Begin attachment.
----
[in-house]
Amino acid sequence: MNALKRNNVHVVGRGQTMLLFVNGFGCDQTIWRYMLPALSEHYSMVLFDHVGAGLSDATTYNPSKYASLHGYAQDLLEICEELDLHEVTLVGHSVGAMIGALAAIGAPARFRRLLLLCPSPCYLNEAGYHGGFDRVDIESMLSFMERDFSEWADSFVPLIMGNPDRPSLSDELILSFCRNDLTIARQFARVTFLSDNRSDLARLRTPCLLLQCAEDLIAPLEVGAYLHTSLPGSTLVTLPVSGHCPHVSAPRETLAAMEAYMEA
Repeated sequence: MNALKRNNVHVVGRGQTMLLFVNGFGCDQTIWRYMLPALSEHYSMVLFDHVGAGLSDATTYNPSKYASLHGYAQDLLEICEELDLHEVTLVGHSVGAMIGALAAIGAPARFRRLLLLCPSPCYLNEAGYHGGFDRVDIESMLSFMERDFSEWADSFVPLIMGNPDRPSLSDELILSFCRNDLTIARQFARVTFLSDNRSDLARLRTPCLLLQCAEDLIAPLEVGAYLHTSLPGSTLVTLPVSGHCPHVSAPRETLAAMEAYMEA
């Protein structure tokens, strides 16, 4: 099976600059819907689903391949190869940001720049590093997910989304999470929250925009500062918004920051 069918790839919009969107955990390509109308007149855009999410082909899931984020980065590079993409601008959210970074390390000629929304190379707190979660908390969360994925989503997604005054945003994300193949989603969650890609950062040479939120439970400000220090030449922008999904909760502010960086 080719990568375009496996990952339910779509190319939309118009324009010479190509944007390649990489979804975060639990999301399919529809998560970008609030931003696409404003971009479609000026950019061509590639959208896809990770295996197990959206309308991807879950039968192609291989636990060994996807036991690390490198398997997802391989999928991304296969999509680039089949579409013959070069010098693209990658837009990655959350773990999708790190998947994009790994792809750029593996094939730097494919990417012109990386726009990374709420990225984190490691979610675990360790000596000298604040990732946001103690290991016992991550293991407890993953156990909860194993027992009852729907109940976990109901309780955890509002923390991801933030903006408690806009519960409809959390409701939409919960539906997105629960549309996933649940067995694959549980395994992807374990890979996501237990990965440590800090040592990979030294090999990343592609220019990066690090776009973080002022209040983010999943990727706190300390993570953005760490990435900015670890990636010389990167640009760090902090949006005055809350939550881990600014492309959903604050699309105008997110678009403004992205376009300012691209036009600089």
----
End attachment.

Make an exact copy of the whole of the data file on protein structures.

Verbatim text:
[in-house]
Amino acid sequence: MNALKRNNVHVVGRGQTMLLFVNGFGCDQTIWRYMLPALSEHYSMVLFDHVGAGLSDATTYNPSKYASLHGYAQDLLEICEELDLHEVTLVGHSVGAMIGALAAIGAPARFRRLLLLCPSPCYLNEAGYHGGFDRVDIESMLSFMERDFSEWADSFVPLIMGNPDRPSLSDELILSFCRNDLTIARQFARVTFLSDNRSDLARLRTPCLLLQCAEDLIAPLEVGAYLHTSLPGSTLVTLPVSGHCPHVSAPRETLAAMEAYMEA
Repeated sequence: MNALKRNNVHVVGRGQTMLLFVNGFGCDQTIWRYMLPALSEHYSMVLFDHVGAGLSDATTYNPSKYASLHGYAQDLLEICEELDLHEVTLVGHSVGAMIGALAAIGAPARFRRLLLLCPSPCYLNEAGYHGGFDRVDIESMLSFMERDFSEWADSFVPLIMGNPDRPSLSDELILSFCRNDLTIARQFARVTFLSDNRSDLARLRTPCLLLQCAEDLIAPLEVGAYLHTSLPGSTLVTLPVSGHCPHVSAPRETLAAMEAYMEA
């Protein structure tokens, strides 16, 4: 099976600059819907689903391949190869940001720049590093997910989304999470929250925009500062918004920051 069918790839919009969107955990390509109308007149855009999410082909899931984020980065590079993409601008959210970074390390000629929304190379707190979660908390969360994925989503997604005054945003994300193949989603969650890609950062040479939120439970400000220090030449922008999904909760502010960086 080719990568375009496996990952339910779509190319939309118009324009010479190509944007390649990489979804975060639990999301399919529809998560970008609030931003696409404003971009479609000026950019061509590639959208896809990770295996197990959206309308991807879950039968192609291989636990060994996807036991690390490198398997997802391989999928991304296969999509680039089949579409013959070069010098693209990658837009990655959350773990999708790190998947994009790994792809750029593996094939730097494919990417012109990386726009990374709420990225984190490691979610675990360790000596000298604040990732946001103690290991016992991550293991407890993953156990909860194993027992009852729907109940976990109901309780955890509002923390991801933030903006408690806009519960409809959390409701939409919960539906997105629960549309996933649940067995694959549980395994992807374990890979996501237990990965440590800090040592990979030294090999990343592609220019990066690090776009973080002022209040983010999943990727706190300390993570953005760490990435900015670890990636010389990167640009760090902090949006005055809350939550881990600014492309959903604050699309105008997110678009403004992205376009300012691209036009600089």